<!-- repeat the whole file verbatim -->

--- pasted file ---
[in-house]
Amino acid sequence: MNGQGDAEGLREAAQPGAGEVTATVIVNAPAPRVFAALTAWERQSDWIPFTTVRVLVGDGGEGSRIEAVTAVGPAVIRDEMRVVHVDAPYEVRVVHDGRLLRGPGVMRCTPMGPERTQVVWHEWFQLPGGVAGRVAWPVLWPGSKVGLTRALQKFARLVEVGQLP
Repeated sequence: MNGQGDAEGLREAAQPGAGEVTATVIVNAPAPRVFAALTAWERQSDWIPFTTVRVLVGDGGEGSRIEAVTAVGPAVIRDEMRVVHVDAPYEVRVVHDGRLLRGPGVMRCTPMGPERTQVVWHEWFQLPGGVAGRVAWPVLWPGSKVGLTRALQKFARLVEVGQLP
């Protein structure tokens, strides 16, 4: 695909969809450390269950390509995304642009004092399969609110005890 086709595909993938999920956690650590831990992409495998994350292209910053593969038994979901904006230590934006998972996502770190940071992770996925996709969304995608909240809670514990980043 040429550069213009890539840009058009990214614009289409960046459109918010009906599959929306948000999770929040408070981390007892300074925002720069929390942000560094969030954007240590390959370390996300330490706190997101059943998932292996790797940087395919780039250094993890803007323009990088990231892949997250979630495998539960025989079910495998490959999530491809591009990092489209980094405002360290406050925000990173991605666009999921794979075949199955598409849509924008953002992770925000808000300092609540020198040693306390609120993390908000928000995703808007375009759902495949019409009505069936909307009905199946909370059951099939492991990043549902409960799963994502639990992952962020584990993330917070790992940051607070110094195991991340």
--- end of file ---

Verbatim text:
[in-house]
Amino acid sequence: MNGQGDAEGLREAAQPGAGEVTATVIVNAPAPRVFAALTAWERQSDWIPFTTVRVLVGDGGEGSRIEAVTAVGPAVIRDEMRVVHVDAPYEVRVVHDGRLLRGPGVMRCTPMGPERTQVVWHEWFQLPGGVAGRVAWPVLWPGSKVGLTRALQKFARLVEVGQLP
Repeated sequence: MNGQGDAEGLREAAQPGAGEVTATVIVNAPAPRVFAALTAWERQSDWIPFTTVRVLVGDGGEGSRIEAVTAVGPAVIRDEMRVVHVDAPYEVRVVHDGRLLRGPGVMRCTPMGPERTQVVWHEWFQLPGGVAGRVAWPVLWPGSKVGLTRALQKFARLVEVGQLP
């Protein structure tokens, strides 16, 4: 695909969809450390269950390509995304642009004092399969609110005890 086709595909993938999920956690650590831990992409495998994350292209910053593969038994979901904006230590934006998972996502770190940071992770996925996709969304995608909240809670514990980043 040429550069213009890539840009058009990214614009289409960046459109918010009906599959929306948000999770929040408070981390007892300074925002720069929390942000560094969030954007240590390959370390996300330490706190997101059943998932292996790797940087395919780039250094993890803007323009990088990231892949997250979630495998539960025989079910495998490959999530491809591009990092489209980094405002360290406050925000990173991605666009999921794979075949199955598409849509924008953002992770925000808000300092609540020198040693306390609120993390908000928000995703808007375009759902495949019409009505069936909307009905199946909370059951099939492991990043549902409960799963994502639990992952962020584990993330917070790992940051607070110094195991991340």